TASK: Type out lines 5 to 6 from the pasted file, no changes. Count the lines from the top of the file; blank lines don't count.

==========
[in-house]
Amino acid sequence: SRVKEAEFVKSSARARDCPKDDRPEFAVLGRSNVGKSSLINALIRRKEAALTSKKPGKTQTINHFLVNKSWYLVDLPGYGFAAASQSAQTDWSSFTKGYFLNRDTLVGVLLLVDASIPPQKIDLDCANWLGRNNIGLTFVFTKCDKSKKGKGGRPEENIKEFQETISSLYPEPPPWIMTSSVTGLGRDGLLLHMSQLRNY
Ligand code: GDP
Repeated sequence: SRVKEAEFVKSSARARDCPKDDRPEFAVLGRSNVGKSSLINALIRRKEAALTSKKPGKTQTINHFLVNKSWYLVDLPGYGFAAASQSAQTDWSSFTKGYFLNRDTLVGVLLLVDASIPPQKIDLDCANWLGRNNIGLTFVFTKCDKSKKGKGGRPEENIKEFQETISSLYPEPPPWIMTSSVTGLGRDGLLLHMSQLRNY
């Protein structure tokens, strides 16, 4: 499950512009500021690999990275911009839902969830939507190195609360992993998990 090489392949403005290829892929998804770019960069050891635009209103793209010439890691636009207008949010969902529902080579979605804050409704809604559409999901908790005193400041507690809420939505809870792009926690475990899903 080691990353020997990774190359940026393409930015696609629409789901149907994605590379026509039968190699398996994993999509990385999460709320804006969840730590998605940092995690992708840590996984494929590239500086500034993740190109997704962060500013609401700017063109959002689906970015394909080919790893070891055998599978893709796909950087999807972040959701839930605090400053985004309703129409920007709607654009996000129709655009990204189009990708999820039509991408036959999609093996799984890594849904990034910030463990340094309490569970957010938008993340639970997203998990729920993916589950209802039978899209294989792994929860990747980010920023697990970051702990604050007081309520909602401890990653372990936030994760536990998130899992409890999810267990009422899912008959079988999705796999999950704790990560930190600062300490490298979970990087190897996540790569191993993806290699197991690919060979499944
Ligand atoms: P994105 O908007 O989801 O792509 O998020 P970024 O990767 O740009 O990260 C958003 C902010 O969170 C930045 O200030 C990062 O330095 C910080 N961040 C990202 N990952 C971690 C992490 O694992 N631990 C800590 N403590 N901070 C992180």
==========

């Protein structure tokens, strides 16, 4: 499950512009500021690999990275911009839902969830939507190195609360992993998990 090489392949403005290829892929998804770019960069050891635009209103793209010439890691636009207008949010969902529902080579979605804050409704809604559409999901908790005193400041507690809420939505809870792009926690475990899903 080691990353020997990774190359940026393409930015696609629409789901149907994605590379026509039968190699398996994993999509990385999460709320804006969840730590998605940092995690992708840590996984494929590239500086500034993740190109997704962060500013609401700017063109959002689906970015394909080919790893070891055998599978893709796909950087999807972040959701839930605090400053985004309703129409920007709607654009996000129709655009990204189009990708999820039509991408036959999609093996799984890594849904990034910030463990340094309490569970957010938008993340639970997203998990729920993916589950209802039978899209294989792994929860990747980010920023697990970051702990604050007081309520909602401890990653372990936030994760536990998130899992409890999810267990009422899912008959079988999705796999999950704790990560930190600062300490490298979970990087190897996540790569191993993806290699197991690919060979499944
Ligand atoms: P994105 O908007 O989801 O792509 O998020 P970024 O990767 O740009 O990260 C958003 C902010 O969170 C930045 O200030 C990062 O330095 C910080 N961040 C990202 N990952 C971690 C992490 O694992 N631990 C800590 N403590 N901070 C992180």